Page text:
Submitted to: Tree Physiology
Publication Type: Peer Reviewed Journal
Publication Acceptance Date: February 29, 2000
Publication Date: N/A
Interpretive Summary: Carbon dioxide is fixed by plants during the process of photosynthesis. Stable carbon isotopes are carbon atoms stable in time (sub-12C and sub- 13C). About 1 percent of all carbon atoms are the heavier isotope (sub13-C)and this ratio of natural abundance is constant in atmospheric carbon dioxide. When plants that photosynthesize via a specific metabolic pathway (C-sub3) are subjected to salinity stress the ratio (sub13-C/ sub12-C) is altered in the plant tissue. This is because of a slower diffusion of heavy carbon dioxide through plant stomata and preferential fractionation for sub12-C over sub13-C during the enzymatic carboxylation reactions of photosynthesis. This is referred to as carbon isotope discrimination. In this study, salinity tolerance of eucalyptus was evaluated by the relative decrease in discrimination of sub13-C of plant leaves and wood tissue and yields the same salt tolerance assessment as would be obtained had the entire tree been destructively harvested as is normally performed in salt tolerance experiments. Additionally, the technique was shown to reflect boron injury also, but the effect of boron on carbon isotope discrimination is smaller for boron than for salinity stress.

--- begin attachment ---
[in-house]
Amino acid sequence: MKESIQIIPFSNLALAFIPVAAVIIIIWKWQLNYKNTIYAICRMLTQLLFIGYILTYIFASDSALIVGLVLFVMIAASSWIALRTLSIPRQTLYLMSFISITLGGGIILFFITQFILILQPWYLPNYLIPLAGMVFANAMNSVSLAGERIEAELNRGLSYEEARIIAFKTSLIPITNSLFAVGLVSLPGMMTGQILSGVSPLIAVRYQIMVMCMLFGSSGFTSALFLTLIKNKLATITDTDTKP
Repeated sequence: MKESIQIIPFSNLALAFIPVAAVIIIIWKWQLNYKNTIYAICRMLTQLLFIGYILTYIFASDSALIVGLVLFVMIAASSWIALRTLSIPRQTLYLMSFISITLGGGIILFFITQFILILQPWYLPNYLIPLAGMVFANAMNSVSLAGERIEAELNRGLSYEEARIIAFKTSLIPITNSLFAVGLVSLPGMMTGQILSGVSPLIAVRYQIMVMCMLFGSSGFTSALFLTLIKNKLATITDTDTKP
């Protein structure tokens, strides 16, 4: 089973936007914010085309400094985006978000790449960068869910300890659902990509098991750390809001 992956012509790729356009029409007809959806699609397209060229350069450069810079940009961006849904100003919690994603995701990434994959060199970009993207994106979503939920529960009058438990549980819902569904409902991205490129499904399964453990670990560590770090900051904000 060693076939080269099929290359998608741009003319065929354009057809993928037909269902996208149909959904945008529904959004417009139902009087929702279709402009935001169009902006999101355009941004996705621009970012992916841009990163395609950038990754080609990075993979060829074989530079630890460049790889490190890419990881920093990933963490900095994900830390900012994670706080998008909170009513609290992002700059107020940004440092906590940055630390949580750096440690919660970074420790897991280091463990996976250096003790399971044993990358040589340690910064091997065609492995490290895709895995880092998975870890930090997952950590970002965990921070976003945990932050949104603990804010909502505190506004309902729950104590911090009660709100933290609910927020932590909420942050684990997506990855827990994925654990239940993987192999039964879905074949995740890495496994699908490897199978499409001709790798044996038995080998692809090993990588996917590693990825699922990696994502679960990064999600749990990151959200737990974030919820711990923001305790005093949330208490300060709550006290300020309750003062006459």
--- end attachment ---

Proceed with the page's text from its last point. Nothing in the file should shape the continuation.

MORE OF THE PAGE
A study on Eucalyptus camaldulensis Dehn., Clone 4544 demonstrated that saplings grown and irrigated with combinations of salinity (2 to 28 dS m-1) and boron (1 to 30 mg l-1) integrate the history of these stresses through the discrimination of stable isotopes of carbon in leaf and woody tissues. Carbon isotopic discrimination (delta) in Eucalyptus was reduced primarily by salinity. Decreases in discrimination due to boron stress were detectable in the absence of salinity stress and significant only in leaf tissues with significant boron injury. Sapwood core samples exhibited increased differences in discrimination due to salinity and boron with increasing age of the tree. Absolute values of delta varied with location of leaf or wood tissue, but relative effects of salinity on the relationship between (delta) and transpiration efficiency (W) were similar. Relative decreases in delta with increasing salinity stress were similar to relative decreases in biomass and both indices yielded similar salt tolerance model parameters. Strong correlations between delta, tree fresh weight, leaf area, and W suggest delta is useful in evaluating eucalyptus salt tolerance.